Trash Vigeland and Her Rat Posse

Tess' Trash Challenge: Blog entry #7

Household cleaning really makes the bag fill up quick...

Nine days and counting and finally... this thing is getting heavy. Over the weekend I added cleaning materials to it... rags soaked with Windex and such. The conundrum there is, do I toss those rags, or clean them in the washing machine where the polluted water can go to the ocean. Ack! This is hard!

I know, I know, I should switch to more environmentally-friendly cleaning products. But we just haven't fully done that yet. (My husband swears things don't get as clean and that these products aren't worth the extra cost -- an ongoing debate in the household.) So my BFF Bag now smells like... ammonia, I guess.

There are also a couple more corn cobs in there. And a balled-up thing of tinfoil. Is that recyclable? Haven't heard back from the city yet. Other questionable items that I've been tossing in the recycle bin: plastic (Saran) wrap, dry cleaning bags, cosmetics packaging, Starbucks cups (is that a "beverage container" according to Pasadena recycling rules? I assume so...).

I've also avoided the weekly fridge clean-out during this challenge. You know... uneaten leftovers, past-date milk and other dairy, etc. Old lettuce and other veg can go in the composter. But the rest of it, well the food goes down the disposal and the packaging goes into recycling. But there are often things that get tossed in the trash. Maybe I'm buying too many groceries. So there's another lesson: No need to keep a full fridge!

I'm also finding that it's sometimes more expensive to try to save yourself from generating waste. Bought boneless, skinless chicken the other night so my bag o' bones wouldn't have even more bones... but boneless/skinless costs more (and of course, those bones probably went in the trash at the grocery meat department).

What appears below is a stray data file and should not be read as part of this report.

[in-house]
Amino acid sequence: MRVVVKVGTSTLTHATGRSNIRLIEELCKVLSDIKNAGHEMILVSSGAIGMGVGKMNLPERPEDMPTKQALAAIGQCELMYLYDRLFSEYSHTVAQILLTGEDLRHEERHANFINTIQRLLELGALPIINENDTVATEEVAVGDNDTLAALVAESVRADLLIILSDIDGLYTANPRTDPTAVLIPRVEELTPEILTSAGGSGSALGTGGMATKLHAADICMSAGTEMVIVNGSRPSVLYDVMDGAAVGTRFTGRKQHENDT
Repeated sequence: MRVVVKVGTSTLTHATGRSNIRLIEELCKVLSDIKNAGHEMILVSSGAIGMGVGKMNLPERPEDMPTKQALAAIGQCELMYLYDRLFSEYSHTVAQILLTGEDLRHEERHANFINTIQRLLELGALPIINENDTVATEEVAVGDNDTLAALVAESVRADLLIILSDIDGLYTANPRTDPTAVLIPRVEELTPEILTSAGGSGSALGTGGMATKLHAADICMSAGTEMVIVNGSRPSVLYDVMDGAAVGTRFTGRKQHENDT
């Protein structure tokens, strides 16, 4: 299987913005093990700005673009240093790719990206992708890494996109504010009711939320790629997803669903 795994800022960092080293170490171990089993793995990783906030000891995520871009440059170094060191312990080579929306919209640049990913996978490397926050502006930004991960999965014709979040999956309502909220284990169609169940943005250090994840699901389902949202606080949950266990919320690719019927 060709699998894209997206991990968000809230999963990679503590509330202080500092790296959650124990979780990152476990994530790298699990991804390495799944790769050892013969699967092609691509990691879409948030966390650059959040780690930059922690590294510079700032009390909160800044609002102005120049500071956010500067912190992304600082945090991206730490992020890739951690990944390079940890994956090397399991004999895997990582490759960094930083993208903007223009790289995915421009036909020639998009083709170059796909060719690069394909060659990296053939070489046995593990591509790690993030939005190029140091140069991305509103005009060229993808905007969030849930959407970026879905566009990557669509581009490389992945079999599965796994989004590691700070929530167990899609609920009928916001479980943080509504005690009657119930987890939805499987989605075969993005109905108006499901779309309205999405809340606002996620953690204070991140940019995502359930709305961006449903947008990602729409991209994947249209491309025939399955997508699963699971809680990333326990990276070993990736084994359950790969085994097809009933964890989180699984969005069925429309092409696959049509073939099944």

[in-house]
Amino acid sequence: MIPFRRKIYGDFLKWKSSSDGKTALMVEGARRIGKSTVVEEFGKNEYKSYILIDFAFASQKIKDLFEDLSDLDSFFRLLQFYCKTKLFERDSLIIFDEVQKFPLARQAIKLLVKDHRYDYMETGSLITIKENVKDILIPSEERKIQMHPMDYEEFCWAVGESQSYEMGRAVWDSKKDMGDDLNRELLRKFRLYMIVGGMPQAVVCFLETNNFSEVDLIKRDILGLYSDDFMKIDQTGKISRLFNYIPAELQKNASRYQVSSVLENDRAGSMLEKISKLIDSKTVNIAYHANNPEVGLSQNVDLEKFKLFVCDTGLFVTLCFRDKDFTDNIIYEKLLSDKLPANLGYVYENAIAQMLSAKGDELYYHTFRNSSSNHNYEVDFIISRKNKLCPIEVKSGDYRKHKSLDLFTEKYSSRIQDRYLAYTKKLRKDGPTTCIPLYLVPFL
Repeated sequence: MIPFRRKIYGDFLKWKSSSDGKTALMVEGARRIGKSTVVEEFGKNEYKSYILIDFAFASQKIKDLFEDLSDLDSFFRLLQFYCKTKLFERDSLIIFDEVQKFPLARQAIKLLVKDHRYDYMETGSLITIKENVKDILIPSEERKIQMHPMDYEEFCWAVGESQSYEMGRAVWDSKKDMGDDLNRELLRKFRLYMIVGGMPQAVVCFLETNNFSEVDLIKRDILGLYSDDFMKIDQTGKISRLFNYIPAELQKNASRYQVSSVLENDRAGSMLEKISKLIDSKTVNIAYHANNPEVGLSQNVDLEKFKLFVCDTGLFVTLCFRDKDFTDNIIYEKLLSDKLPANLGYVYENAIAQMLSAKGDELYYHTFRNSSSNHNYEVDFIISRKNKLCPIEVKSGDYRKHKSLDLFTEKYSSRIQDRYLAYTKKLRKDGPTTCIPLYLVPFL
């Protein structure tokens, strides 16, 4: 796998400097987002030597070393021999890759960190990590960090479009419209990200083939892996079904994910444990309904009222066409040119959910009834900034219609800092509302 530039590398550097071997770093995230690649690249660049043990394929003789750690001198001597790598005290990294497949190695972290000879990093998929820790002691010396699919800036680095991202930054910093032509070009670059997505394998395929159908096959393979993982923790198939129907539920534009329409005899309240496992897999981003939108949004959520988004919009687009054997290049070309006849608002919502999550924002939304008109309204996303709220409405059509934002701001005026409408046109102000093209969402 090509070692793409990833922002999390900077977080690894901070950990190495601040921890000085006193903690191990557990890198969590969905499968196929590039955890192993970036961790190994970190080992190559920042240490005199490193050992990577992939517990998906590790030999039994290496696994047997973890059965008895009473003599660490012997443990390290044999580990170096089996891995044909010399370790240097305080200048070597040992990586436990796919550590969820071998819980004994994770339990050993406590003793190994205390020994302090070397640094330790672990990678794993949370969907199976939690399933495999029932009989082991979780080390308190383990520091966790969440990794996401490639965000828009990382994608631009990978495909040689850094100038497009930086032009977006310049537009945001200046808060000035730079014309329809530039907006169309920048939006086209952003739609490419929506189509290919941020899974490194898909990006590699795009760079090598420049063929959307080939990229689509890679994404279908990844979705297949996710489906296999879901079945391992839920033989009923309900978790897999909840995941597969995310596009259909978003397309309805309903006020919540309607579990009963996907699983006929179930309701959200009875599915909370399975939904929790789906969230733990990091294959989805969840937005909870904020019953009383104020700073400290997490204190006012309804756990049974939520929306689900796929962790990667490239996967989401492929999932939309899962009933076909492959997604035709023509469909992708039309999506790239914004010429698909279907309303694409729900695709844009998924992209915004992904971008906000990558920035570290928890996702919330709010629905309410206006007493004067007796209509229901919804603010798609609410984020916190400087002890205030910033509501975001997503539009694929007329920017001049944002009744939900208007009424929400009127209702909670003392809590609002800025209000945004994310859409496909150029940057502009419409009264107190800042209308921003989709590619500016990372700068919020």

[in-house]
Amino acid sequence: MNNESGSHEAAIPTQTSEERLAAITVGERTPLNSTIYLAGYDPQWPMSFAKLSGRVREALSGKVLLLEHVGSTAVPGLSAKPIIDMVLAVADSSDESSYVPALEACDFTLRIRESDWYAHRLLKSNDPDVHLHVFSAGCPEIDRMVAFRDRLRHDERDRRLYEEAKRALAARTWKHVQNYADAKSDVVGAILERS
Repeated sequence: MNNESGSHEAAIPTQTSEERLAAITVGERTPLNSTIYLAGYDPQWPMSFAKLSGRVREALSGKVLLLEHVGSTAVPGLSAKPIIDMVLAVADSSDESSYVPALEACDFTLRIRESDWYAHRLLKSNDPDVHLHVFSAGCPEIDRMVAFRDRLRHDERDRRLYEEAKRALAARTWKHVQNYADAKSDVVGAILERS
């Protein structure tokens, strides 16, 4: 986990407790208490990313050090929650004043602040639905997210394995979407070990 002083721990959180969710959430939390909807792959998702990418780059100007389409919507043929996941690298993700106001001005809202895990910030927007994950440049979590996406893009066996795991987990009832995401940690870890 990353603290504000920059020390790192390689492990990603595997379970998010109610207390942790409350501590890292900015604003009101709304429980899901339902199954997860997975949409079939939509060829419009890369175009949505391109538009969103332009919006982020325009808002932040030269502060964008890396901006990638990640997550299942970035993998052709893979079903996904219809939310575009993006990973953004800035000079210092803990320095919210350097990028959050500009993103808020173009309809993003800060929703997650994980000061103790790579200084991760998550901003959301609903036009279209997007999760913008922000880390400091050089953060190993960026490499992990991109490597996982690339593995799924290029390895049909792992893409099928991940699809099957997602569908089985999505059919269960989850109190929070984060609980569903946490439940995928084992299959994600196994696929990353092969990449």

One interesting solution came up in a response on this blog. For those of you who haven't seen his posting, Keith Jackson lives near Toronto, Canada, and they have something called the Green Bin -- a dedicated container, like recycling and yard waste, that lets them put all kitchen waste (food) into a separate bin. The city hauls it away for mass composting.

Somebody told me that the U.S. did this in World War II... that they had separate bins for food waste and also for metal (for use in war-building materials). Can anybody tell me more about this? I wonder why it stopped?

A couple more highlights from your comments:

Rick wrote in an suggested that we all take non-compostable packaging back to the store it came from. Tell customer service that we're returning the unneeded and unwanted parts of our purchase. Now that would get manufacturers' attention! Perhaps do the same for non-recyclable packaging?

And the prize for most unusual waste-reduction scheme goes to another anonymous poster:

You should get a pair of pet rats. Yep! Their bedding is compostible and they just LOVE cooked chicken bones.

Trash Vigeland and her Rat Posse. Want to buy the movie rights?

Please let us know if you're joining the trash challenge. There's a link on the right-hand side of this page. If you want to check on the progress of one of my challenge compatriots, visit Beth Terry's site. She says after a day-and-a-half, her trash fits in her pants pocket.

Oh, if only...

About the author

Tess Vigeland is the host of Marketplace Money, where she takes a deep dive into why we do what we do with our money.

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